MADELEINE BRAND, host: Let's check in now with NPR's David Greene. He's reporting this week and next from the road. He's travelling between Barack Obama's hometown Chicago and John McCain's hometown of Phoenix, where he'll end up. And along the way he's asking Americans who they look up to, who they rely on for leadership. We are calling his series Take Me To Your Leader. Hi, David.

DAVID GREENE: Hey there, Madeleine.

BRAND: Well, yesterday we talked about where you were going to sleep last night, that you really didn't have a fixed destination. Where did you end up?

GREENE: Very true. We ended up, actually, in Springfield, Missouri. We decided to come here, we're going to try and find a spot to watch Barack Obama's big speech, with you know a group of people, you know far from the con hall, but who might be keeping an eye of things.

BRAND: Well, who have you been talking with?

GREENE: I think I told you yesterday, we were spending some time in the Ozarks, in Mountain View, Arkansas, this little town, we spent a couple of days. It's all about the music. And people talking about leadership, they say what's really important is the people in the community who help preserve the music and pass it down, you know the folk music and other kinds of music, from generation to generation. And I want to play a little bit of tape from Scott Blake(ph), who was part of a jam session we found one night, and his son who's eight-years-old, Samuel Blake, who's already playing the guitar and has been playing it for a while.

Mr. SAMUEL BLAKE (Son of Musician, Arkansas): My guitar was in my baby bed before I was even born.

Mr. SCOTT BLAKE (Musician, Arkansas): That's true. He was less that a month old. He was in the baby bed in our bedroom, and I sat down and I started playing, and his little wobbling head just raised up and looked over there at me and he listens to music now. He also listens to the Beatles.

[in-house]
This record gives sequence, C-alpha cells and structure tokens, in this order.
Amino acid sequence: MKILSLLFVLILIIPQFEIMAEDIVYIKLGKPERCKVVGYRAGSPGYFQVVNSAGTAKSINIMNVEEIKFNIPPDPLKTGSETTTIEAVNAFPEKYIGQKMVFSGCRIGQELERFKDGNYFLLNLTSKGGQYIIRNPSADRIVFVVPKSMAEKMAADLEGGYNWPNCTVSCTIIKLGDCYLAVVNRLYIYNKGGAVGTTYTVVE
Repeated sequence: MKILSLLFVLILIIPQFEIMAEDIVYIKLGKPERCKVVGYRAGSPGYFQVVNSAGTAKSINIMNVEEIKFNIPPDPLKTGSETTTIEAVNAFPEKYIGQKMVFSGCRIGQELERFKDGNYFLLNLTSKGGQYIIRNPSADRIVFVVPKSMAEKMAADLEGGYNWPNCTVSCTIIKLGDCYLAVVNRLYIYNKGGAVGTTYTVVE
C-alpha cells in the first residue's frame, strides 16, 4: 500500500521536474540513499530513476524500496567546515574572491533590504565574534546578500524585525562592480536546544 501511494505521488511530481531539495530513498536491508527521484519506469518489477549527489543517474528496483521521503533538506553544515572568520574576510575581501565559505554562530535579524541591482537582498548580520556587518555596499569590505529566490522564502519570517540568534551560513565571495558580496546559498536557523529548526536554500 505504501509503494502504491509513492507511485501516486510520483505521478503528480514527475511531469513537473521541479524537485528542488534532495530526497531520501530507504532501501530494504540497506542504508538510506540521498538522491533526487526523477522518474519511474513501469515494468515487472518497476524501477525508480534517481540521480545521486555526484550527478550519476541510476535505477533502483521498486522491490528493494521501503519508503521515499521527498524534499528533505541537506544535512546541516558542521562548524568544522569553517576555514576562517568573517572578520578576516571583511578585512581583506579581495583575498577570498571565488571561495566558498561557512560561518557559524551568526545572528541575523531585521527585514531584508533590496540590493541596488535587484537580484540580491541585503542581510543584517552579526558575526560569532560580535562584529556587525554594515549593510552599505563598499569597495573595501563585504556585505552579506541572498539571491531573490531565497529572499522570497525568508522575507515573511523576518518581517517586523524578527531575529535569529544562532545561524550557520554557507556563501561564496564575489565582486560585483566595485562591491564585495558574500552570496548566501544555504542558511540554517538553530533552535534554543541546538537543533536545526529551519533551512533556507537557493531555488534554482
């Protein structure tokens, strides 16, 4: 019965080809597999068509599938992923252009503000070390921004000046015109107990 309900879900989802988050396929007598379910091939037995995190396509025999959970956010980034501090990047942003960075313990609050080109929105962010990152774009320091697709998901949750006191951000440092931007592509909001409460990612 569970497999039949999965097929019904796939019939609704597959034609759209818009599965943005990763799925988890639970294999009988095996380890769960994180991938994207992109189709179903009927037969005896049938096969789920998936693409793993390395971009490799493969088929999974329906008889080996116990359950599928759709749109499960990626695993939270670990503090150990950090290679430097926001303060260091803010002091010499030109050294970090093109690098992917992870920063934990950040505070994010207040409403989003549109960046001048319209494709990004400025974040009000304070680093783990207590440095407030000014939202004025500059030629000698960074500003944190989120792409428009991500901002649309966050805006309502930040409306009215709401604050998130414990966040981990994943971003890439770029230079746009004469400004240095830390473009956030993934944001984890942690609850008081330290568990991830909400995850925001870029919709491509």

Mr. SAMUEL BLAKE: Paul McCartney, baby!

Mr. SCOTT BLAKE: Oh boy.

MAN: We don't know how...

BRAND: Paul McCartney, baby! I love that. So did you hear him play?

GREENE: A little bit. You know he was playing a bit, and also his father sang a tune and was playing as well.

BRAND: OK, let's hear a little bit.

Mr. SCOTT BLAKE: (Singing): If the Yankees don't kill me and cause me harm, I am a rebel soul and...

BRAND: That's Scott Blake, a man that you met in Arkansas. And I'm wondering on your trip if you're hearing any kind of consistent answer at all, when you ask people about who they look up to for leadership?

GREENE: You know, I'd say a lot of people looking inward, talking about family, their spouses or mothers or fathers, people in their community. And I don't know if it's because, you know these are some tough economic times in parts of the country we've been in, or if that's just the way people feel about politics right now. The one exception was probably Chicago, you know, people were very excited about Barack Obama and looking forward to the con. But elsewhere we've kind of come into the middle of the country, a lot of people talking about self-reliance and figuring out ways to survive and cope with some of their life challenges on their own.

BRAND: OK, well thanks, David.

GREENE: thank you Madeleine. We'll talk to you again tomorrow. NPR's David Greene, he's on the road for his series Take Me To Your Leader. If you want to write to David and suggest some stops he might make on the road to Phoenix, he'll get there next week, you can email him at meetyourleaders@npr.org, that's all one word, meetyourleaders@npr.org.

BRAND: Day to Day is a production of NPR News, with contributions from slate.com. I'm Madeleine Brand.

CHADWICK: And I'm Alex Chadwick.

Copyright © 2008 NPR. All rights reserved. Visit our website terms of use and permissions pages at www.npr.org for further information.

NPR transcripts are created on a rush deadline by a contractor for NPR, and accuracy and availability may vary. This text may not be in its final form and may be updated or revised in the future. Please be aware that the authoritative record of NPR’s programming is the audio.

Comments

 

Please keep your community civil. All comments must follow the NPR.org Community rules and terms of use, and will be moderated prior to posting. NPR reserves the right to use the comments we receive, in whole or in part, and to use the commenter's name and location, in any medium. See also the Terms of Use, Privacy Policy and Community FAQ.